We recently received a technical support inquiry into troubleshooting bad results when sublimating mugs. Our customer was getting faded, blurry images and we obviously worked with them individually to get their mugs looking beautiful and vibrant. So, what do YOU do if you start getting less than desirable outcomes?
Here’s a quick checklist for you to review:
- If you’re just getting yellow shading on the mug, there’s a good chance you’re actually using inkjet ink, NOT sublimation ink (which is required to sublimate onto mugs).
- Make sure you’re using the correct time and temperature for your mug press. Most mug presses will require different times and temperatures for pressing mugs (and water bottles, steins, etc.). Our Mug Master Pro actually has an idle temperature which is lower than the actual pressing temperature, allowing the mug to heat up with the mug press. Here’s a list of drinkware pressing instructions for the two mug presses we currently carry (and one that we used to carry).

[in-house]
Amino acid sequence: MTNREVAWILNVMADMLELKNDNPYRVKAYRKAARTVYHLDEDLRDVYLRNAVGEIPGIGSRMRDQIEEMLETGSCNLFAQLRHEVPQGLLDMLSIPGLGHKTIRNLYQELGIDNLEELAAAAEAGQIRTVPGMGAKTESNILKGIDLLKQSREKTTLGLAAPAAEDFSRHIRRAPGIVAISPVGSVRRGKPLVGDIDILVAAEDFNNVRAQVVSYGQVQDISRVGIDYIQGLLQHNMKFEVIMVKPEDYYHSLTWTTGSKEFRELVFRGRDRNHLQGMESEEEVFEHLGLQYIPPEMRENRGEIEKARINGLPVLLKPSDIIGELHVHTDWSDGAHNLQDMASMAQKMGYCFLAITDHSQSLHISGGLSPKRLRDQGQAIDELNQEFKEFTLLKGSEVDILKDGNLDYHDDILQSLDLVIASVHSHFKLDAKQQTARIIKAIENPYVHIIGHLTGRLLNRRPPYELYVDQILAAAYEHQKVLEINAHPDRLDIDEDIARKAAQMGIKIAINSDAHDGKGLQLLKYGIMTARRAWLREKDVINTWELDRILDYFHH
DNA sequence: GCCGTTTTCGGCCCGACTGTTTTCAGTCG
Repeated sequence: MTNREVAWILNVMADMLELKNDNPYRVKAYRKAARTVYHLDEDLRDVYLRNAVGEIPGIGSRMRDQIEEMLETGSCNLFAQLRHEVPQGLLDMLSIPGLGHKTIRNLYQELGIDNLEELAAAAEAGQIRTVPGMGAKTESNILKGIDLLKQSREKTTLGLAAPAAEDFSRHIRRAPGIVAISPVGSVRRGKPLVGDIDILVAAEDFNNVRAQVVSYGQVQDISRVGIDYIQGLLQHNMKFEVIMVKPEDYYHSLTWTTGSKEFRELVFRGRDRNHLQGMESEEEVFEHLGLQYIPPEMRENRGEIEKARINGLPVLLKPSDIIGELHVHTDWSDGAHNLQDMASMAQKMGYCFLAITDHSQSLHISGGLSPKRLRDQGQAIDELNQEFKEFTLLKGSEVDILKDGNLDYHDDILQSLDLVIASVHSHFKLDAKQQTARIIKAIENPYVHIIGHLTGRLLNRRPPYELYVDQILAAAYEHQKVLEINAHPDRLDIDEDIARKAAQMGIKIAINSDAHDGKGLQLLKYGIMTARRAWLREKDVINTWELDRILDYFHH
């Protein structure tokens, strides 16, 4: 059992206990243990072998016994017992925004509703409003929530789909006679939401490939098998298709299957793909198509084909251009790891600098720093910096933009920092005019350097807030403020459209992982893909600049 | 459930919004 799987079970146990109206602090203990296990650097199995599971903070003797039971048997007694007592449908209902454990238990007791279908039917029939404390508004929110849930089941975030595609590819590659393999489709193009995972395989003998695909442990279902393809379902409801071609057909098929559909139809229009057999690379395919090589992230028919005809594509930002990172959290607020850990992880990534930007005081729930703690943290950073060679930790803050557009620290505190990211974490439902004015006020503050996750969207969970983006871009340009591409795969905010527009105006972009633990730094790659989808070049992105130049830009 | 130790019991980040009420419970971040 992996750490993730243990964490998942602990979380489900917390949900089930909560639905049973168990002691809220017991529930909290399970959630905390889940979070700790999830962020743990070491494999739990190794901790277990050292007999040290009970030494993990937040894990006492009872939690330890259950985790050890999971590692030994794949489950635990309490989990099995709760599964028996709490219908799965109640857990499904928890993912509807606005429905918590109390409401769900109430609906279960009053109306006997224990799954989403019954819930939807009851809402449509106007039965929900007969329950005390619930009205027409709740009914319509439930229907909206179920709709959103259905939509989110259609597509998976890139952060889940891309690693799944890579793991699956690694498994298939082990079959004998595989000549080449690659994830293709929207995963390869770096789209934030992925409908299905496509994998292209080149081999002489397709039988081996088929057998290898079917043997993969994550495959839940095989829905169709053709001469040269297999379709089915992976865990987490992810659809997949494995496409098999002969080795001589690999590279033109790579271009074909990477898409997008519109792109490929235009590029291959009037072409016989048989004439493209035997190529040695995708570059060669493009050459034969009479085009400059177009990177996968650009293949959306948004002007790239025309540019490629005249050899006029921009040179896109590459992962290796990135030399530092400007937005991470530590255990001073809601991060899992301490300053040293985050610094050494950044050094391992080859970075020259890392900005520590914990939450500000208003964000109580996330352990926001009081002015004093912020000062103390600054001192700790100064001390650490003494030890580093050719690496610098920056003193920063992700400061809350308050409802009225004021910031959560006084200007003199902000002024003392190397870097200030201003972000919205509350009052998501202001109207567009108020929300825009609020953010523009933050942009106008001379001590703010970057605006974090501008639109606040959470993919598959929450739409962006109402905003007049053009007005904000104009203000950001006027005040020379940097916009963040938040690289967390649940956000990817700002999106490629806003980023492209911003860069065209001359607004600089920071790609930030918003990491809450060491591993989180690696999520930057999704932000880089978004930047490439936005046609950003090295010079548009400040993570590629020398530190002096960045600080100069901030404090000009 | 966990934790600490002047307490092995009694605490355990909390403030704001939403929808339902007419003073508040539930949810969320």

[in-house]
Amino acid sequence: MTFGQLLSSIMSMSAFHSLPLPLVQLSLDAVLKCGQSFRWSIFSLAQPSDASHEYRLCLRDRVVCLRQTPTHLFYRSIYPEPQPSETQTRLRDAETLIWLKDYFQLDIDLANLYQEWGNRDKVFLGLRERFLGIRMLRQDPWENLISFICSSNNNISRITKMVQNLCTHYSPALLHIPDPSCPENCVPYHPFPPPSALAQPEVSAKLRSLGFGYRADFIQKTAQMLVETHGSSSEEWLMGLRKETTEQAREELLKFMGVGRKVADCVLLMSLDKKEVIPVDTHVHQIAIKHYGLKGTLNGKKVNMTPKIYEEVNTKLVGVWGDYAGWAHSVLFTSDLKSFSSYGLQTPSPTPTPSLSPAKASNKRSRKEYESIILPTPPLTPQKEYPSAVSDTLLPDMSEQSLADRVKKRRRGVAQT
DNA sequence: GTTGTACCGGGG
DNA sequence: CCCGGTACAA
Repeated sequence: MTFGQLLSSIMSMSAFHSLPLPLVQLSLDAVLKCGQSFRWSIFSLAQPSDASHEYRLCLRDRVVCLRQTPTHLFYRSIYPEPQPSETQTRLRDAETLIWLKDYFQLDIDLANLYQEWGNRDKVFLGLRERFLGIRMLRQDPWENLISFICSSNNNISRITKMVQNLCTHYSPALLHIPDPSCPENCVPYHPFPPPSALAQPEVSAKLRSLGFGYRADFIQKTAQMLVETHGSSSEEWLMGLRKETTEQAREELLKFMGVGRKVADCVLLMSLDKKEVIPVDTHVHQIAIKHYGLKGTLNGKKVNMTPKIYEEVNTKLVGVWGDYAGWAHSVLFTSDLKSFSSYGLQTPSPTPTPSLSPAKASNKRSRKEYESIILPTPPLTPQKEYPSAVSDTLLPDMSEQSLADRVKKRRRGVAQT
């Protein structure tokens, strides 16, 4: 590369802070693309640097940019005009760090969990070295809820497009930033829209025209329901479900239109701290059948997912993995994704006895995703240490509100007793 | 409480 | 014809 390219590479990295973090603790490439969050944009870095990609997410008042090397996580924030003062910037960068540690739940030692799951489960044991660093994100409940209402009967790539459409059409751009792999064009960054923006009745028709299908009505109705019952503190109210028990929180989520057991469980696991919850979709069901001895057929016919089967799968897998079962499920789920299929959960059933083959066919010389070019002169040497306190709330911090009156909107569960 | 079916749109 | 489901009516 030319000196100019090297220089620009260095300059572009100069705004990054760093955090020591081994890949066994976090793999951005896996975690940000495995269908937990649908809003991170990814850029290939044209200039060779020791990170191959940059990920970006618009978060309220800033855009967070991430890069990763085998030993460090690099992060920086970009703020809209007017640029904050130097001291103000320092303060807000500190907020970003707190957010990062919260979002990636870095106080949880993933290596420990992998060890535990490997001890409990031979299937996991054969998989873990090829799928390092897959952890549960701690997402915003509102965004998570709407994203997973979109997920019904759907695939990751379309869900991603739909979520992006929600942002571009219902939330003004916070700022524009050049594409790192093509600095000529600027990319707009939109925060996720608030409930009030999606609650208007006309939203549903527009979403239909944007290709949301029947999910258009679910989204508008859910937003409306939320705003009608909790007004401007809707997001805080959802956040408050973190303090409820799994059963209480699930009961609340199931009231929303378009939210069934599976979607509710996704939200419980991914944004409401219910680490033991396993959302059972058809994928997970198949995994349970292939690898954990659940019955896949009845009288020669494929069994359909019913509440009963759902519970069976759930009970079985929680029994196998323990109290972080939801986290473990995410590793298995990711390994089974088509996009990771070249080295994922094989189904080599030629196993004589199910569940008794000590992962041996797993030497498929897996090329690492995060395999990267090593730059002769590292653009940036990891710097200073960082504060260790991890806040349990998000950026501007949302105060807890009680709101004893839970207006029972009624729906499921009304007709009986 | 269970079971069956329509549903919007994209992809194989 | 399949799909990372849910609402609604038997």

- If it appears the image is blurry, there’s a chance you may be over-pressing the mug, meaning the ink is gassing out and spreading over more area than it should. You can also tell if you’re over-pressing the mug if the black colors appear brown-ish.
- If the black colors in your image appear green-ish after pressing, it usually means you’re under-pressing the mug.
- Use an ICC profile or PowerDriver when printing with Sawgrass inks in order to get the best color out of your sublimation ink.
- The quality of the image on the mug may be poor because the actual image quality is poor. We suggest a DPI of 300 for sublimation printing. Not sure what that means? Here’s a great blog that will help you understand the difference between a good image and a bad images.